Overly long with only a little comedic material to work with, Drillbit Taylor doesn’t have a lot going for it. Owen Wilson gives it his all, but the script and writing simply aren’t there to back it up. This is weak attempt from the usual guaranteed laughs of a Judd Apatow/Seth Rogan comedy.
That’s not to say there are no laughs to be had here. Some of the bullying tactics the threesome of nerdy first-year high schoolers are subjected too are worth some laughs. A rap duel is definitely a laugh-out loud moment as well. Unfortunately, that’s about the only memorable scenes worth picking out.
Most of the attempts are humor are small, and might elicit a chuckle at best. They’re spaced out, leaving this comedy dry. It’s almost a half hour before the real story begins, that of Wilson offering his phony protection services against the bullies. By then, the audience is already grasping for something more than random scenes of kids being picked on.
The finale is also out of place, horrifically violent and completely out of place given the rather tame scenes that come before it. It’s one thing when you’re stuffing kids in lockers, it’s another when you start involving swords, glass, and lamp posts into the melee. The movie’s lighthearted, goofy tone goes completely out of the window before it’s over.
Forgettable and entirely skippable, Drillbit Taylor doesn’t have the needed ingredients. This feels restrained and lacking, and calling it unrated to indicate there’s something raunchier here is ridiculous. This is barely PG-13 with the added content. Pass.
With a hefty bitrate in tow, this Blu-ray makes for an excellent transfer. The bold color palette is easy the highlight, and the rich, bold contrast only helps. There are no imperfections to note. While flesh tones can occasionally waver into orange territory and whites run too hot, the superb detail in ever scene more than makes up for it.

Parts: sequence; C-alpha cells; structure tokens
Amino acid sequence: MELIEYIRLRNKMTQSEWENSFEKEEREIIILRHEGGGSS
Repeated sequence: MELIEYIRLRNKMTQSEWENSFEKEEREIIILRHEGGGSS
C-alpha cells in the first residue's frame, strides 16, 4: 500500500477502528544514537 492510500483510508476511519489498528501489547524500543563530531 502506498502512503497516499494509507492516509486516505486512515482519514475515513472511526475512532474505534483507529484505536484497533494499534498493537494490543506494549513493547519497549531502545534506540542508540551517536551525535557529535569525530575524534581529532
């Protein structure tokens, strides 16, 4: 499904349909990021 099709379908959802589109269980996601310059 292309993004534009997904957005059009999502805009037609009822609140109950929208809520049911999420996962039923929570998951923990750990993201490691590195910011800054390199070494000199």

Boasting a TrueHD track, the audio doesn’t have much to offer. Even in crowded scenes or brief bits of action, the front channels are the only ones gaining any work. Even the bass is light when music takes over the audio. Dialogue is clear and distinguishable, even when characters whisper.
Annoying is the only way to describe how Paramount delivers the extras. A commentary is rather dull from director Steven Brill, writers, and the young cast. Writers Get a Chance to Talk is an odd feature that’s a phone call with Seth Rogan laid over some still pics from the set. A four-minute gag reel, 19 very short deleted scenes, and a little over four minutes of improv make up the easy to access special features.
The rest, a selection of 12 different featurettes, are individually laid out. They’re just a few minutes a piece, and instead of simply combining them into one piece, the user needs to go back to the menu after each one. They’re not long enough to justify the separation, and there are too many of them as well.
Adam Baldwin has a small cameo during the interview process as the kids are searching for a bodyguard (along with others including UFC vet Chuck Lidell). In it, he’s wearing the same costume he wore back in the 1980 feature My Bodyguard, which offers a similar plot line to Drillbit Taylor.